Foster parent retires after 20 years
Lora remembers the many times she told her friends she never wanted to have children. Twenty years later, she has cared for over 40 children in foster care and adopted five.
“I wouldn’t have it any other way. It has been a gift,” Lora says.
Now, the Terre Haute mom is closing this rewarding chapter of her life as a foster parent with The Villages. She announced her retirement earlier this year, so she could devote all of her time to raising her three young daughters – two are 17 and one is 11. Lora also has a daughter in college and a son who lives on his own.
Becoming a foster parent happened by chance for Lora. She and her husband, John, now deceased, started the process to become foster parents when they learned a friend lost custody of her two children. They immediately stepped in to help. That decision grew into caring for even more children in foster care. The couple became foster parents dedicated to working with children affected by trauma.
“These kids come into your life and their past has been so tragic,” Lora says. “As a foster parent, I couldn’t offer them a ton of things like a vacation or anything fancy, but I always offered security, comfort, and family. I treated them as my own. That’s what they want most of all – to be part of a family.”
Lora and John were foster parents for several agencies in Terre Haute and joined The Villages in 2010. When John died, Lora continued to foster parent and adopt children. The woman who never wanted children now has a house filled with laughter and activity. She and her daughters also rescue cats and dogs. They currently have seven cats and one dog.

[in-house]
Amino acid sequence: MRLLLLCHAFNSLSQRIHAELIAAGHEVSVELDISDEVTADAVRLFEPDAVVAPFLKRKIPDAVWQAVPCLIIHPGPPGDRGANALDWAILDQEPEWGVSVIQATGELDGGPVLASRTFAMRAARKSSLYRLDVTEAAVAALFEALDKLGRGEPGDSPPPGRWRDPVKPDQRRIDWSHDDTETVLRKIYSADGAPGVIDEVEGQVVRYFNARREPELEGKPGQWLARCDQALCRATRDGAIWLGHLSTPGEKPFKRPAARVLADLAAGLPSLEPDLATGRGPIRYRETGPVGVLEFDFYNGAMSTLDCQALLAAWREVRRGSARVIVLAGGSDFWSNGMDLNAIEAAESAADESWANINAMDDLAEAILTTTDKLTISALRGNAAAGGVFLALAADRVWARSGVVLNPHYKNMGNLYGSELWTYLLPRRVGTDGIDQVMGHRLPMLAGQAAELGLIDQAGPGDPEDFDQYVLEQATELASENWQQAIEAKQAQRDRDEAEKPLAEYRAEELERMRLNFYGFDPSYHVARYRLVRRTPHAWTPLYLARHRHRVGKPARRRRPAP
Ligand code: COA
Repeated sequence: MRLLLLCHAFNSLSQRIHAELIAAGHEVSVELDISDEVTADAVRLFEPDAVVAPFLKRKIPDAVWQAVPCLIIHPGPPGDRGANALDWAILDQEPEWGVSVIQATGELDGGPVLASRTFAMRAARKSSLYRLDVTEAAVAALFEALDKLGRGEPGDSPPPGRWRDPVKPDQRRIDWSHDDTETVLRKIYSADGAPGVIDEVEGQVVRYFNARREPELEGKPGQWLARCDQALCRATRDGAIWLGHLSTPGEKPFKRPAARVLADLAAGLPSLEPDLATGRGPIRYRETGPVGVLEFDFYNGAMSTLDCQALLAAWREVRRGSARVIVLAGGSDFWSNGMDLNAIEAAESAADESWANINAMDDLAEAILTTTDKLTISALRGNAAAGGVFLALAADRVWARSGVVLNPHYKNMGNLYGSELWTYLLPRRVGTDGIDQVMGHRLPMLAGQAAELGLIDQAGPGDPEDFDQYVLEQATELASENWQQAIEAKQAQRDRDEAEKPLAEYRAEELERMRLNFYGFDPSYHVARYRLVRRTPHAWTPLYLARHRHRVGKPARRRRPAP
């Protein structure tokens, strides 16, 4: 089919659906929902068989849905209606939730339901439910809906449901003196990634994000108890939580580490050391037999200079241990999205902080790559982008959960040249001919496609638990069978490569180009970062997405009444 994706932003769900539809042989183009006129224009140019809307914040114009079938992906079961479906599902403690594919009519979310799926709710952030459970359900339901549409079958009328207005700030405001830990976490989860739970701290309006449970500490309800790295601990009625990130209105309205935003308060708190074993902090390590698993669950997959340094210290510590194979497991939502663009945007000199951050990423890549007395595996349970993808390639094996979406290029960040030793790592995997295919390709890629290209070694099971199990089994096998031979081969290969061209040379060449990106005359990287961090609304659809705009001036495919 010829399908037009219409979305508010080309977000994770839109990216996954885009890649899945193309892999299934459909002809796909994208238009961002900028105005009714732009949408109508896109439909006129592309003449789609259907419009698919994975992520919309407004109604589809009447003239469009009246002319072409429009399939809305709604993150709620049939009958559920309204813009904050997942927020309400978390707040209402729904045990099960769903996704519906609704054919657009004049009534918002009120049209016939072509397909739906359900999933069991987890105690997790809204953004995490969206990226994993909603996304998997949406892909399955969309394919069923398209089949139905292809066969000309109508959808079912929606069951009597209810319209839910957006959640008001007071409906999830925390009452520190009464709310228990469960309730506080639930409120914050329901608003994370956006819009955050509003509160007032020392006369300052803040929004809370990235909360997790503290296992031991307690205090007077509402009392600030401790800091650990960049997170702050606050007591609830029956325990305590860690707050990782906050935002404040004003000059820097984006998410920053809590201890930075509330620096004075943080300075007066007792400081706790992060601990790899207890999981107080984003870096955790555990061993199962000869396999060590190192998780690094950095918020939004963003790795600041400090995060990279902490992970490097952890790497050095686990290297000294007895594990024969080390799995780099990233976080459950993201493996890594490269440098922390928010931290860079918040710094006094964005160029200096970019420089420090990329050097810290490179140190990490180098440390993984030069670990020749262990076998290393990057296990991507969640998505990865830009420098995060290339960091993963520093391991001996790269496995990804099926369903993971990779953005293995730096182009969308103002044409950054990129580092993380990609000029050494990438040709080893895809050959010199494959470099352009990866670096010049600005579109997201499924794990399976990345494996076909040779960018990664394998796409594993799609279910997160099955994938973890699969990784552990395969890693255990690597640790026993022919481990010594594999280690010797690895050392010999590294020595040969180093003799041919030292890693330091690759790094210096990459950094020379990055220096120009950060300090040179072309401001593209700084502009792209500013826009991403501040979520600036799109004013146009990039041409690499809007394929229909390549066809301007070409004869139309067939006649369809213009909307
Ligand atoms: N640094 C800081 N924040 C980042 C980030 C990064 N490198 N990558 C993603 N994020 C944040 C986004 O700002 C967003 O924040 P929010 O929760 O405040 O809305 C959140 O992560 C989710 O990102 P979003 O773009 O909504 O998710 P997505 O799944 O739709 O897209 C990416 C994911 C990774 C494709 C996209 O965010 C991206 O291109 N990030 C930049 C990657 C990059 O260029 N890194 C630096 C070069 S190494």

In addition to foster parenting, Lora has also provided support to other foster parents at The Villages by sharing her experiences and offering advice during the process.
Kathy Stagg, clinical director at The Villages-Terre Haute, said Lora is a great example for all foster parents, particularly for those who care for teen girls who have experienced trauma.
“She demonstrated the importance of picking battles and the use of humor in difficult times. She was encouraging yet honest about the joys and challenges of fostering, and often said ‘it’s the hardest job you will ever do that you love.'”
Lora says she treasures staying connected with youth who once stayed in her home. Most of the children she’s cared for over the years are now adults with their own families. They often call to ask for advice, reminisce, or check-in on special occasions, including Father’s Day to acknowledge the impact John had on their lives.
“Those are things that warm your heart. They never forget how you treated them with so much love,” Lora says.
If you are interested in foster parenting at The Villages, Information Sessions are a great way to start. These virtual meetings are hosted by our team, across the state. Find local dates and times here.